While our country has in recent times engaged in a relentless policy war against the working class I grew up in, there was a time when honest labor was a thing to be celebrated. America became the greatest nation on the planet for a period of time thanks to its workers, not its CEOs or its bankers. Our character is defined by our Main Streets, not Wall St. And you never heard of a Protestant management ethic, did you?
Today S&R honors the worker, and we begin with Walt Whitman’s “I Hear America Singing.”
I HEAR America singing, the varied carols I hear;
Those of mechanics—each one singing his, as it should be, blithe and strong;
The carpenter singing his, as he measures his plank or beam,
The mason singing his, as he makes ready for work, or leaves off work;
The boatman singing what belongs to him in his boat—the deckhand singing on the steamboat deck; 5
The shoemaker singing as he sits on his bench—the hatter singing as he stands;
The wood-cutter’s song—the ploughboy’s, on his way in the morning, or at the noon intermission, or at sundown;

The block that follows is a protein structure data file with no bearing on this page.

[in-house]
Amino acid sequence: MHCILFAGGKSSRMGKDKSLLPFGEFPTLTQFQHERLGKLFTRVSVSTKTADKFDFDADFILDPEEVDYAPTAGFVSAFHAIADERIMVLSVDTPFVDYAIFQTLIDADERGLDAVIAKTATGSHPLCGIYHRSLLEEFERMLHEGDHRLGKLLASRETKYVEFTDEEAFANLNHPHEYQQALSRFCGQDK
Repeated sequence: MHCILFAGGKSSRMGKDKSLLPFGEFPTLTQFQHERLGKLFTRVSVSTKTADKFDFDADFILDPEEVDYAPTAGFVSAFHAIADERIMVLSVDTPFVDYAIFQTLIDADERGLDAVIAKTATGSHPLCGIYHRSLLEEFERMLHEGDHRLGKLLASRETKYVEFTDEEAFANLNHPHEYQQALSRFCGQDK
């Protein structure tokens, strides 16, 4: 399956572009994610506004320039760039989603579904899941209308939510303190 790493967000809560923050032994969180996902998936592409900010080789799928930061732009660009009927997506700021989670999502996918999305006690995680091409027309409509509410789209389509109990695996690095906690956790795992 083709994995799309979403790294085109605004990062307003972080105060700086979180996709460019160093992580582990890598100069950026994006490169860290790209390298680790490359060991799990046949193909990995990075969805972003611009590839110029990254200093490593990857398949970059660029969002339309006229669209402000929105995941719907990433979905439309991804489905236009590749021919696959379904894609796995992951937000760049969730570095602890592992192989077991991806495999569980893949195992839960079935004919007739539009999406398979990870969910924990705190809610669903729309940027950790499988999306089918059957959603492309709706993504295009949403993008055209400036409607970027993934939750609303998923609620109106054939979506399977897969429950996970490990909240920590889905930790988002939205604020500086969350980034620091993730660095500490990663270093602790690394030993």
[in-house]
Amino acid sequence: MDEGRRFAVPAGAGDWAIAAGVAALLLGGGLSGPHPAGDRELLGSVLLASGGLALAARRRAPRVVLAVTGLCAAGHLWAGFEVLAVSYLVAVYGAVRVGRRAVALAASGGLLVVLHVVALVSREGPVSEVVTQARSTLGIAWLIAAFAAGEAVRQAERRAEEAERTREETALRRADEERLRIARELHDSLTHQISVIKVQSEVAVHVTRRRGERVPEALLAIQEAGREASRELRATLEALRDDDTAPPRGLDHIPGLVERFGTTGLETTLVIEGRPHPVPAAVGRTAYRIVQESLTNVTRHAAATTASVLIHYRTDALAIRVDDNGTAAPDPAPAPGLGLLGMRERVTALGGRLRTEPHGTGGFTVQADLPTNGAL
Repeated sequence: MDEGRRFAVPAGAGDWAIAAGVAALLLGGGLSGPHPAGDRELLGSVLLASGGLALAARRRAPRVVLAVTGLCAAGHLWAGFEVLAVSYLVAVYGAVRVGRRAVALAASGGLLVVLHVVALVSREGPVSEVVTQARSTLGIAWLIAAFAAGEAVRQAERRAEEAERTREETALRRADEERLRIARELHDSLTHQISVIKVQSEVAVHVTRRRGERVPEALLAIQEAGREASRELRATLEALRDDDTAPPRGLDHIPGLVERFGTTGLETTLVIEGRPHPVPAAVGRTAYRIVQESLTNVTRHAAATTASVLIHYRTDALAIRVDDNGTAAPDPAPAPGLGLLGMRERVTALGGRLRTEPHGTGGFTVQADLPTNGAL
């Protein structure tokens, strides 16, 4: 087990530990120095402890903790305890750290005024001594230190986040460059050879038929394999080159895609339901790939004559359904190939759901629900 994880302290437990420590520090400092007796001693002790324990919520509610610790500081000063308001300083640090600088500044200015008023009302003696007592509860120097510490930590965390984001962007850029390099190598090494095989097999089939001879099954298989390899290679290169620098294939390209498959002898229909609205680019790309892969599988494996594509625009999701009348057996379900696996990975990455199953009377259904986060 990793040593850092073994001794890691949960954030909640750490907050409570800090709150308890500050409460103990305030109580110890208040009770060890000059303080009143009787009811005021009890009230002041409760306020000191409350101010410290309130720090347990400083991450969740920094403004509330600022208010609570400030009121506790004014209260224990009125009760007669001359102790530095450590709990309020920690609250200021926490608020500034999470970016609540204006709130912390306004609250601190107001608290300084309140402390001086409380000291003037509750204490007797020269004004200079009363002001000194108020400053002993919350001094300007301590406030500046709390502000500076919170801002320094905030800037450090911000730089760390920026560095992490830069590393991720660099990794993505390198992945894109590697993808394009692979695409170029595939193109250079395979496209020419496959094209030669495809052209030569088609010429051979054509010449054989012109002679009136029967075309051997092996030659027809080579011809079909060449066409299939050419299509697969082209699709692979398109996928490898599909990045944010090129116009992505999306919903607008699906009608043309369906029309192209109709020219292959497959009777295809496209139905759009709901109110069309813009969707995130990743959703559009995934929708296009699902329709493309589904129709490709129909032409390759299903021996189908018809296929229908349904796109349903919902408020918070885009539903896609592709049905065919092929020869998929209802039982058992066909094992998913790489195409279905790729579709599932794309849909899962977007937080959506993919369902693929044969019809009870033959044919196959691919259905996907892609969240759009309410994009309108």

The delicious singing of the mother—or of the young wife at work—or of the girl sewing or washing—Each singing what belongs to her, and to none else;
The day what belongs to the day—At night, the party of young fellows, robust, friendly,
Singing, with open mouths, their strong melodious songs.
Next, Bruce Springsteen, who early on in his career was one of the most powerful working class voices our popular culture had ever heard, sings about the “Factory.”
And finally, John Mellencamp, the Springsteen of the Midwest, speaks for the farmer.
On Labor Day 2011, Scholars & Rogues asks our readers to reflect on what we once were, on what we are all too rapidly becoming, and on the reasons why it has happened.
Have a good one, and feel free to share your own tributes in the comment box below.